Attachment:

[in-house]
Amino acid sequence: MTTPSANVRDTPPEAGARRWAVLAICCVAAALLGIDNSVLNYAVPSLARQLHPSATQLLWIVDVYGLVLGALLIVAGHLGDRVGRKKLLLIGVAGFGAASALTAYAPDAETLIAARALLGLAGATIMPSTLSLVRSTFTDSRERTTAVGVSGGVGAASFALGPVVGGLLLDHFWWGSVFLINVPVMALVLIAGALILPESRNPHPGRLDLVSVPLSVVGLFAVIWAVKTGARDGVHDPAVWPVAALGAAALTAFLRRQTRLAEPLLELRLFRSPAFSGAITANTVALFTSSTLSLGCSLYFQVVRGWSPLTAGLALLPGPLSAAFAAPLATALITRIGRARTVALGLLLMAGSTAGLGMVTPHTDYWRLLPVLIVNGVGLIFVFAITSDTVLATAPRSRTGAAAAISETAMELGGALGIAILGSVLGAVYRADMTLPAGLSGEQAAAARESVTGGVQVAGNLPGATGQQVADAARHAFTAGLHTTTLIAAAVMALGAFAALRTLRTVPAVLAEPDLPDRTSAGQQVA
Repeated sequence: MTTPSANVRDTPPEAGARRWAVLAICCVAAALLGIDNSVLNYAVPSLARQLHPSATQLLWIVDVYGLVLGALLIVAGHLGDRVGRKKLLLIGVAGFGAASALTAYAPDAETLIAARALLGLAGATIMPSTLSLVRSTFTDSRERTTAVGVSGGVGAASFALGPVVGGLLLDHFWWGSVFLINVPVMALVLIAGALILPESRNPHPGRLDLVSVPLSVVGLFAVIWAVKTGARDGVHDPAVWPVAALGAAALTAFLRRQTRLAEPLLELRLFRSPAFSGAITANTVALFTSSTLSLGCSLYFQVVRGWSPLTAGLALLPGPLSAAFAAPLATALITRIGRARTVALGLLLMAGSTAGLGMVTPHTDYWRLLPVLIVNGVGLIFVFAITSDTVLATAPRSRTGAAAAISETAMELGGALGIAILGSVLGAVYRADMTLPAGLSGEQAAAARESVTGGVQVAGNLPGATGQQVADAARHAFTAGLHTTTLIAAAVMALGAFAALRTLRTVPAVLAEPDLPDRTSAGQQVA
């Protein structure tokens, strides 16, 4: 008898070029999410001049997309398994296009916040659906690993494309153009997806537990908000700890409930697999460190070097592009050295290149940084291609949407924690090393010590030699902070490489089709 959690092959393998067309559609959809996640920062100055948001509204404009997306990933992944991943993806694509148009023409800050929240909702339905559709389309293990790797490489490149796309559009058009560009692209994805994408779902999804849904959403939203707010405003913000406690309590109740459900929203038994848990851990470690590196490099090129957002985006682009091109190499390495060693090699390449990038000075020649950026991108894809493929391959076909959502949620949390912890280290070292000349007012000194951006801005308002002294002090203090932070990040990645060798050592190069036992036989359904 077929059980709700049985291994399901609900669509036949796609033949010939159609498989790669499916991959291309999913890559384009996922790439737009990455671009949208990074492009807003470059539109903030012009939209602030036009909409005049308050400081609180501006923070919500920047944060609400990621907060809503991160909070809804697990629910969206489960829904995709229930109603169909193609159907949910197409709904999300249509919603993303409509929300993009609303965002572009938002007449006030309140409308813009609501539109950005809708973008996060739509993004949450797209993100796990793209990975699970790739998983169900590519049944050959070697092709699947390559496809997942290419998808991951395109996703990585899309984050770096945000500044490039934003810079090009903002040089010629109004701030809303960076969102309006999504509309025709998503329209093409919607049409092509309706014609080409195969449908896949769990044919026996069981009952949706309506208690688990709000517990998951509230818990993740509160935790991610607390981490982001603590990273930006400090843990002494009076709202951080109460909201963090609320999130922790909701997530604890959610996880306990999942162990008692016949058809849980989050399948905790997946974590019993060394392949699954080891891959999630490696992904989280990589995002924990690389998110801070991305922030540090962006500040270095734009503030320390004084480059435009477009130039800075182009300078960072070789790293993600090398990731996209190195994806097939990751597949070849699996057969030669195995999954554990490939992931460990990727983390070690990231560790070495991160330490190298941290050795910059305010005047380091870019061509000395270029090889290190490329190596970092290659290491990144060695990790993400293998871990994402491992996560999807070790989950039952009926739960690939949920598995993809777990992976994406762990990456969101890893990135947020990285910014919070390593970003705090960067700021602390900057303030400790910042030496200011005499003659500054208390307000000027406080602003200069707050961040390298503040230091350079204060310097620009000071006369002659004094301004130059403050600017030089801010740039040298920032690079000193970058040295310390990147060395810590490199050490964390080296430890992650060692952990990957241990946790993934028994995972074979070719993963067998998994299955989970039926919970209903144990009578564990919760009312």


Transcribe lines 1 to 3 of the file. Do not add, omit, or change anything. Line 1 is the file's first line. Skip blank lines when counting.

[in-house]
Amino acid sequence: MTTPSANVRDTPPEAGARRWAVLAICCVAAALLGIDNSVLNYAVPSLARQLHPSATQLLWIVDVYGLVLGALLIVAGHLGDRVGRKKLLLIGVAGFGAASALTAYAPDAETLIAARALLGLAGATIMPSTLSLVRSTFTDSRERTTAVGVSGGVGAASFALGPVVGGLLLDHFWWGSVFLINVPVMALVLIAGALILPESRNPHPGRLDLVSVPLSVVGLFAVIWAVKTGARDGVHDPAVWPVAALGAAALTAFLRRQTRLAEPLLELRLFRSPAFSGAITANTVALFTSSTLSLGCSLYFQVVRGWSPLTAGLALLPGPLSAAFAAPLATALITRIGRARTVALGLLLMAGSTAGLGMVTPHTDYWRLLPVLIVNGVGLIFVFAITSDTVLATAPRSRTGAAAAISETAMELGGALGIAILGSVLGAVYRADMTLPAGLSGEQAAAARESVTGGVQVAGNLPGATGQQVADAARHAFTAGLHTTTLIAAAVMALGAFAALRTLRTVPAVLAEPDLPDRTSAGQQVA
Repeated sequence: MTTPSANVRDTPPEAGARRWAVLAICCVAAALLGIDNSVLNYAVPSLARQLHPSATQLLWIVDVYGLVLGALLIVAGHLGDRVGRKKLLLIGVAGFGAASALTAYAPDAETLIAARALLGLAGATIMPSTLSLVRSTFTDSRERTTAVGVSGGVGAASFALGPVVGGLLLDHFWWGSVFLINVPVMALVLIAGALILPESRNPHPGRLDLVSVPLSVVGLFAVIWAVKTGARDGVHDPAVWPVAALGAAALTAFLRRQTRLAEPLLELRLFRSPAFSGAITANTVALFTSSTLSLGCSLYFQVVRGWSPLTAGLALLPGPLSAAFAAPLATALITRIGRARTVALGLLLMAGSTAGLGMVTPHTDYWRLLPVLIVNGVGLIFVFAITSDTVLATAPRSRTGAAAAISETAMELGGALGIAILGSVLGAVYRADMTLPAGLSGEQAAAARESVTGGVQVAGNLPGATGQQVADAARHAFTAGLHTTTLIAAAVMALGAFAALRTLRTVPAVLAEPDLPDRTSAGQQVA